The captain of the US aircraft carrier Theodore Roosevelt told the Pentagon that the coronavirus is spreading uncontrollably through his ship and called for immediate help to quarantine its huge crew, two US newspapers reported on Tuesday.
Captain Brett Crozier wrote in a four-page letter that they had not been able to stem the spread of the COVID-9 virus through the 4,000 crew members, describing a dire situation aboard the huge vessel now docked at Guam.
“We are not at war. Sailors do not need to die,” Crozier wrote, according to the San Francisco Chronicle.
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“The spread of the disease is ongoing and accelerating,” Crozier wrote, referring to the ship’s “inherent limitations of space.”
He asked to be able to quarantine nearly the entire crew onshore at Guam, saying keeping them all on board the ship was an “unnecessary risk.’”
“Removing the majority of personnel from a deployed US nuclear aircraft carrier and isolating them for two weeks may seem like an extraordinary measure,” he said. “This is a necessary risk.”
The Chronicle said that more than 100 aboard the warship had been confirmed infected with Covid-19.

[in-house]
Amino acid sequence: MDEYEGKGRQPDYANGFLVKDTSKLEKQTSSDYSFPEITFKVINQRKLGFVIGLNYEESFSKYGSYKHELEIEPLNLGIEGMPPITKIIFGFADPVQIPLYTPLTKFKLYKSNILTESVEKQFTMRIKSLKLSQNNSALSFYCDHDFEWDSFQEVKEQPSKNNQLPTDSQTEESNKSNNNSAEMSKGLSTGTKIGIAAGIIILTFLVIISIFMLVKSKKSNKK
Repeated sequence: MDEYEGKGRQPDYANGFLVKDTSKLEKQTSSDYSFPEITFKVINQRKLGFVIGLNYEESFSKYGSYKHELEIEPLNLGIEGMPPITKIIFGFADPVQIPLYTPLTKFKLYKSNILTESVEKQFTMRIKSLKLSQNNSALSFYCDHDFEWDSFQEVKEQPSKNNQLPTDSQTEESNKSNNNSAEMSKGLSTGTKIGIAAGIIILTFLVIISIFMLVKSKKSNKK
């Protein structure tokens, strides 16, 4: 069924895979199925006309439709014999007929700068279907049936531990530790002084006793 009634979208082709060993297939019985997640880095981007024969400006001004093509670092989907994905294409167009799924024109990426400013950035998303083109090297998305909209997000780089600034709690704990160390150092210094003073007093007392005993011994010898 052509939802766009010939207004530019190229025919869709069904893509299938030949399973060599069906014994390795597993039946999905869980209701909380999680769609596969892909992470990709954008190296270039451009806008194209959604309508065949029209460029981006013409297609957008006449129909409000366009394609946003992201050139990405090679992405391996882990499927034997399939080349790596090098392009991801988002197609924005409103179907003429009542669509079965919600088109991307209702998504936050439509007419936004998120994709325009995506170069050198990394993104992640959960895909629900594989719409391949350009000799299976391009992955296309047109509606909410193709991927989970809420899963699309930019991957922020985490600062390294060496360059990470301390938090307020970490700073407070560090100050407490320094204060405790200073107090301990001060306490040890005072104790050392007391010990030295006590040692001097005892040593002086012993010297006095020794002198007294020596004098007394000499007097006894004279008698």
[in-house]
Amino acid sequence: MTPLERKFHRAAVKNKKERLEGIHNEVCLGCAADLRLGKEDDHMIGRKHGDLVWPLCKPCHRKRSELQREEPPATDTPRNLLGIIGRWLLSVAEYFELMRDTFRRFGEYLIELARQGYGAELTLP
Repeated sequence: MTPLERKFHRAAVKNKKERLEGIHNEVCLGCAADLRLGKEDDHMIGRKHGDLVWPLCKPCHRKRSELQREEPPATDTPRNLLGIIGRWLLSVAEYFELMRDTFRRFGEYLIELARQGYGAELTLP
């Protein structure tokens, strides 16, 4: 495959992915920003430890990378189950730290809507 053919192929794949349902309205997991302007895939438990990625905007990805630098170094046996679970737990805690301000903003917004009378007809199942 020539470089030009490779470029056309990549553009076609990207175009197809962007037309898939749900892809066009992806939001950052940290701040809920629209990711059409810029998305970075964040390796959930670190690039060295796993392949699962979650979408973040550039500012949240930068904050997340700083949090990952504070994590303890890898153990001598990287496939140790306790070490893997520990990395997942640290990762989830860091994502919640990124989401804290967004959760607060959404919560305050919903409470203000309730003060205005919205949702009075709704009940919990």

Crozier asked in the letter for quarantine facilities for the entire crew on Guam.
“If we do not act now, we are failing to properly take care of our most trusted asset - our sailors,” he wrote.
The US Navy did not confirm the contents of the letter, which were also reported by The New York Times.
In a statement a Navy official, under condition of anonymity, said that Crozier had alerted his Pacific fleet leaders on Sunday of the problems aboard the warship.
“The ship’s commanding officer advocated for housing more members of the crew in facilities that allow for better isolation,” the officials said.
“Navy leadership is moving quickly to take all necessary measures to ensure the health and safety of the crew of USS Theodore Roosevelt, and is pursuing options to address the concerns raised by the commanding officer.”
If the Chronicle’s figure of 100 is correct, it suggests confirmed cases have quadrupled since Friday, when the Navy acknowledged the growing problem on the Roosevelt.